5. Lindsaysf says:

    I believe in something Divine. No, let me correct that: I have found that my life works better and is happier if I act as if I’m not the ultimate power in my life. I ask Something for direction and seem to get better direction than I do from my conscious thoughts. I dialogue with Something I call my higher power and get answers and insights from a perspective broader than my usual perspective. Is “it” real? I don’t know and don’t care. It works for me.
    A wonderful psychic, Rand Lee, speaks of people as coming from different chakras. Those coming from the lower chakras come from force, threat, and blame. Since I heard this from him, I have noticed how many people try to get power over others by physical force, by threats or by blaming them.Just being aware of this has helped me often avoid getting hooked.

    • I think you are talking with yourself, Lindsay, when you ask for direction. You the the Divine. If that works for you, great! You are one of the most generous, loving people I know. I’m glad you’re my friend.

      • Jaycee Edward says:

        I’m reading this MUCH after the day it was posted – for reasons. I found myself agreeing with what Lindsaysf was saying. Then I saw your response and it truly gave me pause. (Truly. Haha.) “You are the Divine”. Now there’s a concept I just don’t have time to wrap my head around right now, but plan on giving it some thought later.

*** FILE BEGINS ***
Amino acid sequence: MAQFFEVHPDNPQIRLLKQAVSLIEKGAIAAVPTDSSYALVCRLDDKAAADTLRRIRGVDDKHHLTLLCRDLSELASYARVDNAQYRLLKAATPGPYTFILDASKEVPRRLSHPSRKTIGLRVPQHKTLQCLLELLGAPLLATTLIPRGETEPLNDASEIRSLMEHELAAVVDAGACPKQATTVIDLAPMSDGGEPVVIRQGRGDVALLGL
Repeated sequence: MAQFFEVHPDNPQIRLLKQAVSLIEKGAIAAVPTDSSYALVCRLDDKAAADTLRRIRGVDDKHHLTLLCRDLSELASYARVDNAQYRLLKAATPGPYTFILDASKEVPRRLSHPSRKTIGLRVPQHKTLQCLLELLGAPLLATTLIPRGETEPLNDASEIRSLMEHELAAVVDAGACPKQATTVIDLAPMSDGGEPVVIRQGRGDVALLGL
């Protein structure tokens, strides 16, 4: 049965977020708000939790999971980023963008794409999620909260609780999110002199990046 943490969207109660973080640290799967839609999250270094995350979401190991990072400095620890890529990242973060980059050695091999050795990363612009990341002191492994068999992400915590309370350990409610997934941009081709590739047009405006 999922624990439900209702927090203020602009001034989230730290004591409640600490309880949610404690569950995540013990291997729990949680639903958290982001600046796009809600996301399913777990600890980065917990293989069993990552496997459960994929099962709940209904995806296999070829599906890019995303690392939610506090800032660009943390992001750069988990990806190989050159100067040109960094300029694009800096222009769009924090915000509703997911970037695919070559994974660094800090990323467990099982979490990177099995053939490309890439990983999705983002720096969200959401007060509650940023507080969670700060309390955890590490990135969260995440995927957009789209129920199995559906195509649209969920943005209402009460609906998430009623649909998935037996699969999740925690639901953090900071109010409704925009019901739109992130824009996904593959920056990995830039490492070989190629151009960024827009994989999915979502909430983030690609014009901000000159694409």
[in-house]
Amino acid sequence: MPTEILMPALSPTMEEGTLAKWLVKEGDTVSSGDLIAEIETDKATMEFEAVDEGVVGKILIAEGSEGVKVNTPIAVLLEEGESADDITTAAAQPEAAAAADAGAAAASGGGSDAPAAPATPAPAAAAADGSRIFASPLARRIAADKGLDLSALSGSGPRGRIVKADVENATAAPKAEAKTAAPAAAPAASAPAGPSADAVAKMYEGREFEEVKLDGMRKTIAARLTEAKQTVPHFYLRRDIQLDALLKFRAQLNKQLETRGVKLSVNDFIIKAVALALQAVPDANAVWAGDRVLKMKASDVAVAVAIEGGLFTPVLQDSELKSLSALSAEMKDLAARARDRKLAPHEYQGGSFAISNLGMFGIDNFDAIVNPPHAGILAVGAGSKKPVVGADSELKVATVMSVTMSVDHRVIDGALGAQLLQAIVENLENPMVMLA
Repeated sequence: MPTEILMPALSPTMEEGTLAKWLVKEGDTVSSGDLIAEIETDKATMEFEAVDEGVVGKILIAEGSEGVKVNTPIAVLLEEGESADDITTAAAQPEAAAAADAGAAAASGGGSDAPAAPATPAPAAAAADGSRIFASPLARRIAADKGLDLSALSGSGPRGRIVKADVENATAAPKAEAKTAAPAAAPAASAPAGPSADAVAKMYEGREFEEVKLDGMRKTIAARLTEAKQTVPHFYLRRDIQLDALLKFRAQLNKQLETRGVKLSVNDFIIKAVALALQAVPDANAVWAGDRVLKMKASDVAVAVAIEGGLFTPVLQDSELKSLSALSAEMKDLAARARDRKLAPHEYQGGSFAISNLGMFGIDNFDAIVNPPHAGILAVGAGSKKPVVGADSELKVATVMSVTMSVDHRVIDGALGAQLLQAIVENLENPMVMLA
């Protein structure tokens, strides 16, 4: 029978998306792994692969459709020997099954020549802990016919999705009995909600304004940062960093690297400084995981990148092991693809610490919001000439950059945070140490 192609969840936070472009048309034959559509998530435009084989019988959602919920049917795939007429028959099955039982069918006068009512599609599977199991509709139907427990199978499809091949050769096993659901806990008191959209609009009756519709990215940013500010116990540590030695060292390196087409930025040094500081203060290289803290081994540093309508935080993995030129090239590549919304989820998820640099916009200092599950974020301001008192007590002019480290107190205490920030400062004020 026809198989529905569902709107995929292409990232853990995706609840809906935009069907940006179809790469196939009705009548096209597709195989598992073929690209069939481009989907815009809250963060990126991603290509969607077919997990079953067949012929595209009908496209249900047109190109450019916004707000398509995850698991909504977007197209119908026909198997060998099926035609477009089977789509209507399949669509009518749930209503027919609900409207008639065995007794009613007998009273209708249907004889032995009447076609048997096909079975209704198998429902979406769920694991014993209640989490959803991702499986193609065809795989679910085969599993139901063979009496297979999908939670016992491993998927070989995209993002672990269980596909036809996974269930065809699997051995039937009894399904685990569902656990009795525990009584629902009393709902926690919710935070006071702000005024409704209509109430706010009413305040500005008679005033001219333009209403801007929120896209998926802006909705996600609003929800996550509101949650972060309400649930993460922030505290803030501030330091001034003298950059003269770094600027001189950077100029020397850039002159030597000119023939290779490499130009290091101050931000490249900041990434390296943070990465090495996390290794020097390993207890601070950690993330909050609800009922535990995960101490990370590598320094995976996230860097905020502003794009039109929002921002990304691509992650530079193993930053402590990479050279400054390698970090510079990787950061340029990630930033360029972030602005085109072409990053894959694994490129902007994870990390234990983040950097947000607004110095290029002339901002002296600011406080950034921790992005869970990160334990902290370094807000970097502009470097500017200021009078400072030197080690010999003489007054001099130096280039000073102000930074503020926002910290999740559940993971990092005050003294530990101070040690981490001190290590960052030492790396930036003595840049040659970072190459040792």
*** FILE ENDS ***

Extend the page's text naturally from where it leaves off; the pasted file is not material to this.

6. Sue Brown says:

    I’m a Christian. A much battered and bruised one than I was a couple of years ago. I wasn’t brought up with the Fundamentalist religion, neither does it bear any resemblance to the doctrine of the gentle church where I worshipped for years.

    I have little time for Fundies, but I feel the same way about atheists who call me delusional, or parts of the LGBT community who don’t understand how I can be bi and Christian.

    In one epic Facebook conversation I was berated for being Christian by an atheist. He then berated me for not being a true Christian when I said I believed in equality, and when I said that I have a degree in theology from a secular university, and actually I do know what I’m talking about, accused me of not approaching things from a faith perspective.

    Ive realised that irrationality is not restricted to the Christians.

    • Anyone can be irrational. This is not limited to believers or atheists.

      Tell me: what’s the difference between your god and Zeus?

      • Sue Brown says:

        As I don’t follow Zeus, is this a trick question?

        • Not a trick question. Zeus is a god. So is the one you recognize. What’s the difference between them? I mean, why NOT believe in Zeus? He has the same powers the Christian god has. He is almighty, all knowing, and people prayed and sacrificed to him.